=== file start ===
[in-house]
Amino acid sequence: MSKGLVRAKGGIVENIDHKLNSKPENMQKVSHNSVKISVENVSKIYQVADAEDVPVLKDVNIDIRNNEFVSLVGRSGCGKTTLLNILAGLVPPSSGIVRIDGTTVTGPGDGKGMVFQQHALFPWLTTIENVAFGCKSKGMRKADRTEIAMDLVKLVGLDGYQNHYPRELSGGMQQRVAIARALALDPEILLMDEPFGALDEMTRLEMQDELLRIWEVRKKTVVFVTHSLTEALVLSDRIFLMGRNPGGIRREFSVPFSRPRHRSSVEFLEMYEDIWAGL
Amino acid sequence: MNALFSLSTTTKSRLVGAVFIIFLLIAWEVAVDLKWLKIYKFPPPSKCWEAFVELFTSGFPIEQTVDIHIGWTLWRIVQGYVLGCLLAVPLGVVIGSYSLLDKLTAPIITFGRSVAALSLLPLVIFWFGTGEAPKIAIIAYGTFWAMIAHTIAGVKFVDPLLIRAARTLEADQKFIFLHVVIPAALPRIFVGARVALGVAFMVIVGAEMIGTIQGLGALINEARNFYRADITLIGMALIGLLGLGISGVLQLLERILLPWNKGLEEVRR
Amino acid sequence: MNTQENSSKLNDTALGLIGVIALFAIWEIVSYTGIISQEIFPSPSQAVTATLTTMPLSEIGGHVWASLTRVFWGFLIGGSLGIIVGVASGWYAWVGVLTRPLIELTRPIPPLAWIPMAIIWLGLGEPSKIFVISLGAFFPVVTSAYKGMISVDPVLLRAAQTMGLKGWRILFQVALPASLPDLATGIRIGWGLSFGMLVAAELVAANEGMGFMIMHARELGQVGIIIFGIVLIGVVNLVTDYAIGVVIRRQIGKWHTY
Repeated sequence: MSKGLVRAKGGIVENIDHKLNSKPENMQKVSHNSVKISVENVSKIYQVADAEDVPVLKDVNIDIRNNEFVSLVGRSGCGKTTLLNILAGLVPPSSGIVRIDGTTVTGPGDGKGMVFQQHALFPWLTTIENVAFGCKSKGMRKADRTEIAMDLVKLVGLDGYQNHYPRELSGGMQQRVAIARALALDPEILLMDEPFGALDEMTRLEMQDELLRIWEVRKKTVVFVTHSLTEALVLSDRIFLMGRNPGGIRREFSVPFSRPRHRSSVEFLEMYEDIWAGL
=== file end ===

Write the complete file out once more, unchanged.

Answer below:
[in-house]
Amino acid sequence: MSKGLVRAKGGIVENIDHKLNSKPENMQKVSHNSVKISVENVSKIYQVADAEDVPVLKDVNIDIRNNEFVSLVGRSGCGKTTLLNILAGLVPPSSGIVRIDGTTVTGPGDGKGMVFQQHALFPWLTTIENVAFGCKSKGMRKADRTEIAMDLVKLVGLDGYQNHYPRELSGGMQQRVAIARALALDPEILLMDEPFGALDEMTRLEMQDELLRIWEVRKKTVVFVTHSLTEALVLSDRIFLMGRNPGGIRREFSVPFSRPRHRSSVEFLEMYEDIWAGL
Amino acid sequence: MNALFSLSTTTKSRLVGAVFIIFLLIAWEVAVDLKWLKIYKFPPPSKCWEAFVELFTSGFPIEQTVDIHIGWTLWRIVQGYVLGCLLAVPLGVVIGSYSLLDKLTAPIITFGRSVAALSLLPLVIFWFGTGEAPKIAIIAYGTFWAMIAHTIAGVKFVDPLLIRAARTLEADQKFIFLHVVIPAALPRIFVGARVALGVAFMVIVGAEMIGTIQGLGALINEARNFYRADITLIGMALIGLLGLGISGVLQLLERILLPWNKGLEEVRR
Amino acid sequence: MNTQENSSKLNDTALGLIGVIALFAIWEIVSYTGIISQEIFPSPSQAVTATLTTMPLSEIGGHVWASLTRVFWGFLIGGSLGIIVGVASGWYAWVGVLTRPLIELTRPIPPLAWIPMAIIWLGLGEPSKIFVISLGAFFPVVTSAYKGMISVDPVLLRAAQTMGLKGWRILFQVALPASLPDLATGIRIGWGLSFGMLVAAELVAANEGMGFMIMHARELGQVGIIIFGIVLIGVVNLVTDYAIGVVIRRQIGKWHTY
Repeated sequence: MSKGLVRAKGGIVENIDHKLNSKPENMQKVSHNSVKISVENVSKIYQVADAEDVPVLKDVNIDIRNNEFVSLVGRSGCGKTTLLNILAGLVPPSSGIVRIDGTTVTGPGDGKGMVFQQHALFPWLTTIENVAFGCKSKGMRKADRTEIAMDLVKLVGLDGYQNHYPRELSGGMQQRVAIARALALDPEILLMDEPFGALDEMTRLEMQDELLRIWEVRKKTVVFVTHSLTEALVLSDRIFLMGRNPGGIRREFSVPFSRPRHRSSVEFLEMYEDIWAGL